Yeah, it's not very good, but it really did have a very deep emotional impact on me. The old Charles Laughton version is so much better:
But let me get to my point. I learn from the obit that Delannoy was the sort of director that the French New Wave directors were rebelling against:
Mr. Delannoy had worked in the film industry for two decades when, in 1954, François Truffaut, then a 21-year-old critic for the film journal Cahiers du Cinéma, wrote his controversial article “A Certain Trend in French Film.”This is important!
In the article Truffaut attacked France’s commercial cinema and its so-called tradition of quality, as exemplified by Mr. Delannoy and certain colleagues, and advocated in its place auteurism, a new, director-centered filmmaking style, which Truffaut came to embrace as a filmmaker. Established French directors, Truffaut wrote, had failed to express their personalities or espouse a worldview. He said that the worst of Jean Renoir’s movies would always be more interesting than the best of Mr. Delannoy’s.
Stung, Mr. Delannoy responded by letter, calling the criticism “so low that I have never encountered anything like it in my 20 years in the profession.” He believed that a director’s job was to realize the work of the scriptwriters; Truffaut considered that attitude contemptuous of film as an art form.
Jean-Luc Godard shared Truffaut’s opinion, once suggesting that when Mr. Delannoy carried a briefcase to the studio, he might as well be going to an insurance office.
Mr. Delannoy responded by writing an article for The New York Times. The film industry, he wrote, was “dying of infantilism.”Wait! He responded by writing an article for The New York Times?! Where is the link?!!!
Now, I've had a little side project — which, admittedly, I've been ignoring for the last week or so — where I blog from the NYT archive for a date in the past as if I were blogging the news today. And I've struggled with the way the Times limits access to the archive for the years 1923 to 1986). Efforts to limit access to the current issue — the "TimesSelect" program — failed. But the partly closed historical archive remains. I'd love to be able to link to the old articles freely. They can't be getting much traffic. Why not let them burst out to a big audience when someone wants to talk about something, like what Jean Delannoy wrote in 1952 about the French New Wave?
The Times itself should be sending us back into its archive. It's boneheaded not to link to the old article by Delannoy!
So I'll have to be the one to go back and dig it out for you. It's here if you want to pay for access (or have an educational account and can get to 100 articles a month). Now, I'm reading the article, and it doesn't seem to be much of a response to Truffaut:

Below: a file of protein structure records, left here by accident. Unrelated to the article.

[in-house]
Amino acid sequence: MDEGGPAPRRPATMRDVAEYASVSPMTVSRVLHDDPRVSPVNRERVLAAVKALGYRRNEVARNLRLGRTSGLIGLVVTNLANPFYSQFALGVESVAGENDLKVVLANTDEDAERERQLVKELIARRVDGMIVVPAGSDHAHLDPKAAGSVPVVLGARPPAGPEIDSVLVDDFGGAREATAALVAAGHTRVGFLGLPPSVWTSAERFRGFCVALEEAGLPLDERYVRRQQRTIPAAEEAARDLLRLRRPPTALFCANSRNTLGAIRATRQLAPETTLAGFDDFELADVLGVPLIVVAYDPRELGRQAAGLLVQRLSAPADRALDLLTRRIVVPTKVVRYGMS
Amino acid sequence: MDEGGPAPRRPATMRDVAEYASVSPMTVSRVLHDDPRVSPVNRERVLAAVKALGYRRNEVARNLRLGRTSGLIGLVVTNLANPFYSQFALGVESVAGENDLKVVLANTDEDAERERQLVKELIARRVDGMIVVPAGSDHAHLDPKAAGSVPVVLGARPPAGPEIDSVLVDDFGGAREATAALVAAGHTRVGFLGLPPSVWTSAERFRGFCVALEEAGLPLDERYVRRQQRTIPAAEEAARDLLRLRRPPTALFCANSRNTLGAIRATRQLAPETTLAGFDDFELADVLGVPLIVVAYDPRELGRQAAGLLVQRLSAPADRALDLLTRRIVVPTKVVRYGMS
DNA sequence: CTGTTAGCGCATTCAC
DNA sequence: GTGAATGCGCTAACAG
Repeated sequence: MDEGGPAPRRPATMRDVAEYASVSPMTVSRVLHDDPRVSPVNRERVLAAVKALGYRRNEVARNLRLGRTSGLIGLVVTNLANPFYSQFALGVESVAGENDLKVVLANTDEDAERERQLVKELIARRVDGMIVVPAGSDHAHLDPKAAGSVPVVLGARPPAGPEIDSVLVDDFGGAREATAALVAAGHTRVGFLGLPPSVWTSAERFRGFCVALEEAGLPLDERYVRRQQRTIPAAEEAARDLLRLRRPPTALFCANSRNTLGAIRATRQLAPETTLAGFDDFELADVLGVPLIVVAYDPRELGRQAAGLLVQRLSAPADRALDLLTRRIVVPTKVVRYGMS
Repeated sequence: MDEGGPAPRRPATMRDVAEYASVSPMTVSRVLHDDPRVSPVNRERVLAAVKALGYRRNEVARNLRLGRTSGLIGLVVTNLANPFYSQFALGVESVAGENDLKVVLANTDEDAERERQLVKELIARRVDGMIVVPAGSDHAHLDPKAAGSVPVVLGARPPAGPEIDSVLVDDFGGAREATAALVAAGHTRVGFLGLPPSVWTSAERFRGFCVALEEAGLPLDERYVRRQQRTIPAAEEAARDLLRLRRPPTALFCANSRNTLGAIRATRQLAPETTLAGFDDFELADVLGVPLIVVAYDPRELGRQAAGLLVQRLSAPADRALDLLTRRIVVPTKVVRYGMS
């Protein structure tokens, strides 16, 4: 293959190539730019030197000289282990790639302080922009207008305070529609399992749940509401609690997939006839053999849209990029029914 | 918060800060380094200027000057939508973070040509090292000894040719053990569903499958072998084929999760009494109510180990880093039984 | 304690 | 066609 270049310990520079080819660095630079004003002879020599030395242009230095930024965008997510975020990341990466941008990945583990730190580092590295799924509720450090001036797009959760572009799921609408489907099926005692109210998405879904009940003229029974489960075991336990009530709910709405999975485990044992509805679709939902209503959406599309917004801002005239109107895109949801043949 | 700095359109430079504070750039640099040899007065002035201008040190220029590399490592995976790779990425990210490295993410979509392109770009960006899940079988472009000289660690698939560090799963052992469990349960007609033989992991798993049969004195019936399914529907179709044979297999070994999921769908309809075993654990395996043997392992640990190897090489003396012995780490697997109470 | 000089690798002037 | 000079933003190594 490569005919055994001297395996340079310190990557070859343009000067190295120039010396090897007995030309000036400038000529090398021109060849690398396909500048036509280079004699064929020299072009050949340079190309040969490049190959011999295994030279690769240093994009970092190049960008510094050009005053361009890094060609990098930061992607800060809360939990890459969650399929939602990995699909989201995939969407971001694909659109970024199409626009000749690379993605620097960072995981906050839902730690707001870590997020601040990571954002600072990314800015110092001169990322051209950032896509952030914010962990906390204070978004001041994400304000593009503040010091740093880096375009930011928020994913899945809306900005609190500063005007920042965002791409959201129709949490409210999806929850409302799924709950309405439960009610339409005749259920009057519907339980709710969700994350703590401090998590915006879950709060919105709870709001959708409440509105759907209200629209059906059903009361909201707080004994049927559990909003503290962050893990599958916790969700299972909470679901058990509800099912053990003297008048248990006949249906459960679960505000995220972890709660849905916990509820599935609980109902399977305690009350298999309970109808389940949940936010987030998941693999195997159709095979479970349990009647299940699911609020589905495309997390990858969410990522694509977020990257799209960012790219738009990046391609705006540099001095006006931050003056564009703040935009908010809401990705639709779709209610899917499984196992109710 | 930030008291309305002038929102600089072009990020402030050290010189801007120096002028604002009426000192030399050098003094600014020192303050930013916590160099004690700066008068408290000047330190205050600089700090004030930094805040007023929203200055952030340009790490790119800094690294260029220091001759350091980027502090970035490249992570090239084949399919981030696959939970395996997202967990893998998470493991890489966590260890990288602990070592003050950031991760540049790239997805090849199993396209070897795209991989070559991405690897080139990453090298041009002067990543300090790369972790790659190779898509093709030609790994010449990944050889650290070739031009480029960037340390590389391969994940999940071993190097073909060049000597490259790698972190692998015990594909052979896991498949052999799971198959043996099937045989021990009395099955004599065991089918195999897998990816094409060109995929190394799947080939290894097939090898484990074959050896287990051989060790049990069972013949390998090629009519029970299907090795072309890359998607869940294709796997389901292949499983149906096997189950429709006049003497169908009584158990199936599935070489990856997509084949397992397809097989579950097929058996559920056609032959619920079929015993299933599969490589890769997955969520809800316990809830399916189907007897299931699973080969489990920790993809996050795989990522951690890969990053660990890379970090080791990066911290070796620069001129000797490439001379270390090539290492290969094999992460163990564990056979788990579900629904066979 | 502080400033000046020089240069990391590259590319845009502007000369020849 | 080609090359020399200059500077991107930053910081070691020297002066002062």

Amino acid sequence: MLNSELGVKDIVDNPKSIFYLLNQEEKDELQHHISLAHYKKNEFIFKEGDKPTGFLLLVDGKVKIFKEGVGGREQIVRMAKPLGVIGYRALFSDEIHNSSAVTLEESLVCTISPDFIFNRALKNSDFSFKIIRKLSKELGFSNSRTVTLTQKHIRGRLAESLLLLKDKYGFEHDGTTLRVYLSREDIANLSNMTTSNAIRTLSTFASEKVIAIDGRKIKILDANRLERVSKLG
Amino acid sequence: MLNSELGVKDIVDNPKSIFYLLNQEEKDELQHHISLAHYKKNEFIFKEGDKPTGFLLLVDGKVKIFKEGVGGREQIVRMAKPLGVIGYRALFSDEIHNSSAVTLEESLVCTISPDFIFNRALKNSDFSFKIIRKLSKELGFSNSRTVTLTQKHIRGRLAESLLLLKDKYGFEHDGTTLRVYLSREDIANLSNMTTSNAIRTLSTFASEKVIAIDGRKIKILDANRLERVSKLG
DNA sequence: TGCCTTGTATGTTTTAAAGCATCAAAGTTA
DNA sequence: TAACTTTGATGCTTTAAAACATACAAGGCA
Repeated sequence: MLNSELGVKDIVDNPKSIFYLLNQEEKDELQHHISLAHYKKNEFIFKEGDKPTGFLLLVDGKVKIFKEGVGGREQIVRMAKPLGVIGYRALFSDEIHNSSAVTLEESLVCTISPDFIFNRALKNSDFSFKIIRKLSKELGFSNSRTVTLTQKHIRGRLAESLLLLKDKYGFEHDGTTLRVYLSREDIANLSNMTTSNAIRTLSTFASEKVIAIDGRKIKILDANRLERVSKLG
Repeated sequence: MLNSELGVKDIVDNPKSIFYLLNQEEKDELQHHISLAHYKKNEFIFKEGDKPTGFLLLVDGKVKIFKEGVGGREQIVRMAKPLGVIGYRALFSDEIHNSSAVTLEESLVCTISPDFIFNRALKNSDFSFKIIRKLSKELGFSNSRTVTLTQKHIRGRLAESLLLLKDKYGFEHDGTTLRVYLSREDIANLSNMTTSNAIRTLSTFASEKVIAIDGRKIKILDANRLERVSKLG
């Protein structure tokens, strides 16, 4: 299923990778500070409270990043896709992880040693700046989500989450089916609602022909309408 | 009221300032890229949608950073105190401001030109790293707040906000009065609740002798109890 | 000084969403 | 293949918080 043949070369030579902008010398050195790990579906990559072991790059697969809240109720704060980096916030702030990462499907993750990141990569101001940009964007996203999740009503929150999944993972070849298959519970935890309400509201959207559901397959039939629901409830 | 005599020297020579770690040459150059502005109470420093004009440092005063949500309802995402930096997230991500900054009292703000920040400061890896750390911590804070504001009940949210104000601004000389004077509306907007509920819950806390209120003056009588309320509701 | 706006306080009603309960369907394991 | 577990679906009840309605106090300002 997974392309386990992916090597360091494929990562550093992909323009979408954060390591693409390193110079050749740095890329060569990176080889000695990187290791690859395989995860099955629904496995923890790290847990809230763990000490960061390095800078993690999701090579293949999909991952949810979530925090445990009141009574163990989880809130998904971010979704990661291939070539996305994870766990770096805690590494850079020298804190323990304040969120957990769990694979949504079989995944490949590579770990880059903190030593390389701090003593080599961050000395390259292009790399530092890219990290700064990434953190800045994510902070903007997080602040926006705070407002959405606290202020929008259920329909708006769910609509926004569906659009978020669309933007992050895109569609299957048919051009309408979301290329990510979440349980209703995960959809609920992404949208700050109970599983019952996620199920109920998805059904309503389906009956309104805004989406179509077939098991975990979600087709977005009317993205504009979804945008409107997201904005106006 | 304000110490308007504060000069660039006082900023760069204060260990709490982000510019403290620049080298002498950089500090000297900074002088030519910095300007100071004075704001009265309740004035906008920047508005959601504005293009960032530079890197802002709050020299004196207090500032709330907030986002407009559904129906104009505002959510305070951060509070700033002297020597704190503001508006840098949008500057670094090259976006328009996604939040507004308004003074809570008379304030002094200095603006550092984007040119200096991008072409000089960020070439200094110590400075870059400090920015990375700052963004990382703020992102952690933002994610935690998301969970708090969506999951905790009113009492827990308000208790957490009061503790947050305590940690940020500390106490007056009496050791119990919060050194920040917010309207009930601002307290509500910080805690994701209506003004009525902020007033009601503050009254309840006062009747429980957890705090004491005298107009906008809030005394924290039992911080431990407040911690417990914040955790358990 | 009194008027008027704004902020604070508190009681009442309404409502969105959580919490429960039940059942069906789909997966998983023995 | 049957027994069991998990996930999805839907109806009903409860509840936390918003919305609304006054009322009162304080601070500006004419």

[T]he torture of the cinema in the world is, for the most part, due to the tightening of censorship....He expresses concern that the movie "Savage Triangle" will be shown in New York for adults only.
The censors act in good faith, in the name of morality. But what is curious is that morality is not the same in one country as another....
All censorships are mistaken because they judge on the basis of pre-established criteria and not on the basis of intention. First and foremost, a film affects the understanding of an audience.... What the public looks for in the dimmed rooms is shocks, and emotions. Films that call upon the intelligence are rare and have only limited success....
[I]f I had a boy of 14, I would prefer him to get to know some "savage boys" as the one in the film, rather than to nourish himself solely on the violence of Robin Hood with his special interpretation of justice, or the ideas he has on religion, in the person of Friar Tuck, the monk with the cudgel who supports him.One reason not to link to the archive — a terrible reason — is that the old articles don't actually support the point you are citing them for! Delannoy isn't responding to Truffaut here. He's pissed off at censors (and Robin Hood).
The cinema is dying of infantilism. Will censorship finish the job?
ADDED: There is a short paragraph that appears between the discussion of Truffaut and the reference to Delannoy's old article:
Mr. Delannoy had earlier had his own complaints about the industry, partly because of censorship. “L’Éternel Retour” (“The Eternal Return”), a retelling of the Tristan and Isolde story, was condemned by the Legion of Decency in 1948. “Le Garçon Sauvage” (“The Wild Boy,” released in the United States in 1952 as “Savage Triangle”), the story of a Marseilles prostitute and her son, also ran afoul of censors.
The old article did support that paragraph. I incorrectly assumed that the new paragraph, which began "Mr. Delannoy responded by writing an article for The New York Times," referred back to the Truffaut criticism.